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Nora Sweeps By, Bringing Rain and Floods

Weather: Storm-fueled waves swamp homes in Seal Beach. Elsewhere, damage is minimal.


Still-powerful remnants of former Hurricane Nora invaded Southern California from Mexico on Thursday, triggering floods, knocking out electrical power, snarling traffic and generating tide-boosted waves that swamped several homes in Seal Beach.

Nora, downgraded to a tropical storm as it moved inland, still packed quite a punch, dumping as much as two inches of rain in the low-lying Imperial Valley and up to four inches in the mountains of San Diego, Riverside and San Bernardino counties.

Rainfall was generally lighter, but still substantial, in Los Angeles and Orange counties, where the circulating fringes of the cyclonic tropical storm dropped generally gentle but persistent showers throughout the area.

Light sprinkles began falling on Los Angeles shortly before dawn Thursday, ending a dry spell that had lasted a record-shattering 219 days. The 0.45 of an inch of rain that had fallen on the Civic Center by nightfall was the first measurable precipitation since Feb. 17, when 0.02 of an inch fell downtown. The old record--197 days--was set between April 12 and Oct. 27 in 1927.

Nora's diminishing strength spared Southern California the sort of widespread devastation that the storm had wreaked on Mexico's Baja California.

The worst problems in the Southland apparently occurred in the Orange County community of Seal Beach, on the outer fringes of the storm.

Orange County officials said high tides boosted waves generated by Nora and a storm far to the north, sending breakers 20 feet tall crashing into beachfront homes in low-lying areas of the city.

Three houses were seriously damaged and 45 others received minor damage as water gushed through garages and patios.

Dave West, who lives on 12th Street, bolted out of bed at 4 a.m., thinking, at first, that an earthquake had occurred.

"I heard a rush of water and felt a pounding," West said. "I looked outside and the water was streaming across the street. . . . By 6 a.m. I had two feet of water in the hallway," West said.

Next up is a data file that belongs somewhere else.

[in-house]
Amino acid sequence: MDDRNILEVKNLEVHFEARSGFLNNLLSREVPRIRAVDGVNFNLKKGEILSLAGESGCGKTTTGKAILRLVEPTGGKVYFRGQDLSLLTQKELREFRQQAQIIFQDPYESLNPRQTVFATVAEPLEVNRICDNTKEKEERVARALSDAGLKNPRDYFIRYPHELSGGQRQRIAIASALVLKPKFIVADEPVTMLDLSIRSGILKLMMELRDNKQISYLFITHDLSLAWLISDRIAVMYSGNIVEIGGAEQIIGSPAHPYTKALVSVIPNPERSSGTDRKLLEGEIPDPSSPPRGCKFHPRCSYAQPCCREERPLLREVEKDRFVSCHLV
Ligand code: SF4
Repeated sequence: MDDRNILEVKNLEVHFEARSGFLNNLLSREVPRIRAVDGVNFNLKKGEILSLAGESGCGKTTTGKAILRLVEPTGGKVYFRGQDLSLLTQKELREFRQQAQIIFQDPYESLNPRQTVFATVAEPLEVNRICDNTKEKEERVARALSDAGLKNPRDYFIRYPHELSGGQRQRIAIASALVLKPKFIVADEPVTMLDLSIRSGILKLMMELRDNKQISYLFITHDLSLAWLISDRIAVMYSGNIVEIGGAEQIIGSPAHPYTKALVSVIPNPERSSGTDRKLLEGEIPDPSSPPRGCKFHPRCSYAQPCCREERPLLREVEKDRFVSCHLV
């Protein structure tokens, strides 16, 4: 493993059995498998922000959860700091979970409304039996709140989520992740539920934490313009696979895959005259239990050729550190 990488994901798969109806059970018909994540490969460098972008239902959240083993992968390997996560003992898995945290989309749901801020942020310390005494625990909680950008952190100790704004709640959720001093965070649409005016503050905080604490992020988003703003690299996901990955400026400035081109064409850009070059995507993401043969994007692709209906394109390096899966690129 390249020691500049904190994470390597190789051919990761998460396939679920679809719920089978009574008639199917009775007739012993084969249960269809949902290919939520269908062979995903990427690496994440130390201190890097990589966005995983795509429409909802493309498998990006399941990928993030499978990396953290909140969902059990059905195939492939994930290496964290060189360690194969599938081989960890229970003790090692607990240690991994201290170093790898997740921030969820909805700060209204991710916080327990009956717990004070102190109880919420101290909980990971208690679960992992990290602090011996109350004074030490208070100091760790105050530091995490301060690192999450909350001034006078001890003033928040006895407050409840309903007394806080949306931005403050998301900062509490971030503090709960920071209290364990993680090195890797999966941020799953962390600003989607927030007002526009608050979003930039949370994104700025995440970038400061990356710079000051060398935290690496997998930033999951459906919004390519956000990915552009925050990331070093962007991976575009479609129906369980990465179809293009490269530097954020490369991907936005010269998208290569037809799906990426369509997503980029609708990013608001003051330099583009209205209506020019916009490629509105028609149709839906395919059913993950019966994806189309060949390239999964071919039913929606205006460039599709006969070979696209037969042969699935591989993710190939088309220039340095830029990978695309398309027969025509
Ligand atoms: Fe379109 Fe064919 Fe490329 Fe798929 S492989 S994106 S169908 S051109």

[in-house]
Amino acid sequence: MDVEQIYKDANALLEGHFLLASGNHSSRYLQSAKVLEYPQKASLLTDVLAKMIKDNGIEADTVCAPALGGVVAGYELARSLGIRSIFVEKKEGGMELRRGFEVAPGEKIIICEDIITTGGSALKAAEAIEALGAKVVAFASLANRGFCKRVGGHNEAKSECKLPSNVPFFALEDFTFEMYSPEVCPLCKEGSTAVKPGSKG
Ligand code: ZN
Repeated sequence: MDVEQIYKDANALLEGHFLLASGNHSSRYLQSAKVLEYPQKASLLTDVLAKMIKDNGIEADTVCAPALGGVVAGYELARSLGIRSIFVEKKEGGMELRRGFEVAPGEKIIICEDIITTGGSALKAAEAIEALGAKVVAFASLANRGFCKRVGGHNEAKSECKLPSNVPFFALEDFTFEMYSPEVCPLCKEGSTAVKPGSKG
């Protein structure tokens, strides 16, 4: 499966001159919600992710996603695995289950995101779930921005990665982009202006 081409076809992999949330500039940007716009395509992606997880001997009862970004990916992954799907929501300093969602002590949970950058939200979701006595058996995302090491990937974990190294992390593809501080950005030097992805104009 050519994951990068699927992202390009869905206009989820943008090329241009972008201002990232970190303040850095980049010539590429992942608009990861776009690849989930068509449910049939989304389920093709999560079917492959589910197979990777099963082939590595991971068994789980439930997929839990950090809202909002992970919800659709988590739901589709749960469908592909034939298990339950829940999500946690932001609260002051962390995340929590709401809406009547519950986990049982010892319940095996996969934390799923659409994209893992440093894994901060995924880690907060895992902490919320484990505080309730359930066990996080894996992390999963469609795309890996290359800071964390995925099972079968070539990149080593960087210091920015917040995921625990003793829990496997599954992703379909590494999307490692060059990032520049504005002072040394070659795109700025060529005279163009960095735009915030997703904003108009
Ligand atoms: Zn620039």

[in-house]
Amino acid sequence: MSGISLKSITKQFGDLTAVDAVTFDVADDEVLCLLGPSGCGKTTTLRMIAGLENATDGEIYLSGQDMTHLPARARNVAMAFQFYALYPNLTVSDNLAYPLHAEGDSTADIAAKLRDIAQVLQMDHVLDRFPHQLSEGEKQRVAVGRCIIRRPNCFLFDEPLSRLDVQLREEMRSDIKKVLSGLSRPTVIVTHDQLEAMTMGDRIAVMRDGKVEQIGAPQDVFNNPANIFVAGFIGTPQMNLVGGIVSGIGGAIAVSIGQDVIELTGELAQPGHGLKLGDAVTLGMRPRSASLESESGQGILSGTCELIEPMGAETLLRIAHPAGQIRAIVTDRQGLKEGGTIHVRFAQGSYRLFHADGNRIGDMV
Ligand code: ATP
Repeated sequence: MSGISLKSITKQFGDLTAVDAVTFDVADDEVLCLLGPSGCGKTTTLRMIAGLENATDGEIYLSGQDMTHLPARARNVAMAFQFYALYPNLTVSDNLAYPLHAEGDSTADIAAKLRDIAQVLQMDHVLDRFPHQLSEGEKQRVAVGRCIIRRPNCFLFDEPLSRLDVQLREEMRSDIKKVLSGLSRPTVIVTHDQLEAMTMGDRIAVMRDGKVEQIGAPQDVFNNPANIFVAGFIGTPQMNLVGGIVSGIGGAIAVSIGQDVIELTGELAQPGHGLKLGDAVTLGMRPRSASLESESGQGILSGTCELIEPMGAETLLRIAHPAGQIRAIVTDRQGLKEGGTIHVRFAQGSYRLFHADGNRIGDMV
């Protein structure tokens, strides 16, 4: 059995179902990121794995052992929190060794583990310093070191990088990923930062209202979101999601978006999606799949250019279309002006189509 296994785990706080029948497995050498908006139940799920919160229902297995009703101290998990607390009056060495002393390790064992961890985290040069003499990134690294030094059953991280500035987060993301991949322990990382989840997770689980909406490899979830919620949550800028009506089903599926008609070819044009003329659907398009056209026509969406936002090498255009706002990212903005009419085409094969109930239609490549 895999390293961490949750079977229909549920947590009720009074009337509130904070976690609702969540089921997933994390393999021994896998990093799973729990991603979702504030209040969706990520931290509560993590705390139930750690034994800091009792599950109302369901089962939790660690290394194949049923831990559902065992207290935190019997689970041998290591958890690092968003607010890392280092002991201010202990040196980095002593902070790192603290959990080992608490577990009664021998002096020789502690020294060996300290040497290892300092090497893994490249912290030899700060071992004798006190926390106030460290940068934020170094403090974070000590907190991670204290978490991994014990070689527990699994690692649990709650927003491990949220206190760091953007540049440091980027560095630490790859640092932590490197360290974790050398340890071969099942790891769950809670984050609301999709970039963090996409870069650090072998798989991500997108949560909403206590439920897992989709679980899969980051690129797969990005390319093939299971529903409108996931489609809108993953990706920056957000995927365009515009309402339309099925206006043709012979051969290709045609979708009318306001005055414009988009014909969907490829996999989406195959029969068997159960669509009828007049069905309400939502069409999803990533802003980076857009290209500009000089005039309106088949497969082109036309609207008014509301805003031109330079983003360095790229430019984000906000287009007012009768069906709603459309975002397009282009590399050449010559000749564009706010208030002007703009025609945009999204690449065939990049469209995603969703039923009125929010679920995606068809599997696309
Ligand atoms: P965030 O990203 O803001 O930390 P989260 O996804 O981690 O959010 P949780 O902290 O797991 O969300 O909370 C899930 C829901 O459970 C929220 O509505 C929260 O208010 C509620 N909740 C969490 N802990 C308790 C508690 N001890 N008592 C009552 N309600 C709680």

Kathleen Nelson, who lives on Ocean Avenue in a neighborhood hard-hit by flooding, said the experience was "scary."

"Standing in the alley, you could see the waves coming at you," she said.

Sleepy residents and barefoot surfers scrambled to fill and stack sandbags, while bulldozers hastily constructed a sand berm that stretched for six blocks in front of the flooded area.

Lifeguards closed the beach at 9 a.m. to keep people from being injured by heavy machinery, but surfers were allowed into the extraordinarily large surf.

"These are the best waves these guys have seen in years," said Fire Authority spokesman Dennis Shell.

Residents of Yuma, Ariz., where the storm entered the United States, had prepared for the worst, piling up more than 75,000 sandbags to divert what many had predicted would be a devastating flood. School was canceled, city employees were put on emergency alert, and residents in 240 homes in the farm community of Somerton, near the Mexican border, were evacuated to a Red Cross shelter.

The flooding came, but it was confined mostly to streets and low-lying vacant lots. By midafternoon, the rain had stopped and workers were able to rest.

Said Roger Brooks, an official with the city/county emergency response team: "We've been preparing for the worst, but the worst didn't happen."

The same sense of relief was evident in California's nearby Imperial Valley. Streets were flooded, 35,000 sandbags were deployed, and minor structural damage was reported in Heber, Seeley and Salton City, but Nora was not as wicked as predicted.

"We were lucky. The rain was steady but it didn't have those sudden bursts that can cause so much trouble," said El Centro Fire Capt. Steve Wilson. "It was just a steady warm rain. It was like being out in a shower."

However, agricultural officials in Imperial County, which provides a large share of the nation's winter produce, estimated that the storm did $4 million in crop damage, mostly to lettuce, carrots, broccoli and cauliflower. That damage could increase if mold sets in, the officials said.

Almost two inches of rain fell in Palm Springs. The runoff flooded several streets in that desert resort city and in nearby Indio, but there were no reports of major damage in the Coachella Valley.

In San Diego, a few streets flooded, but, again, there apparently was no major damage.

The long dry spell had allowed grease and oil residues to build up on Southern California's streets and freeways, and Nora's sprinkles turned the roadways into tropical skating rinks during the morning rush hour.

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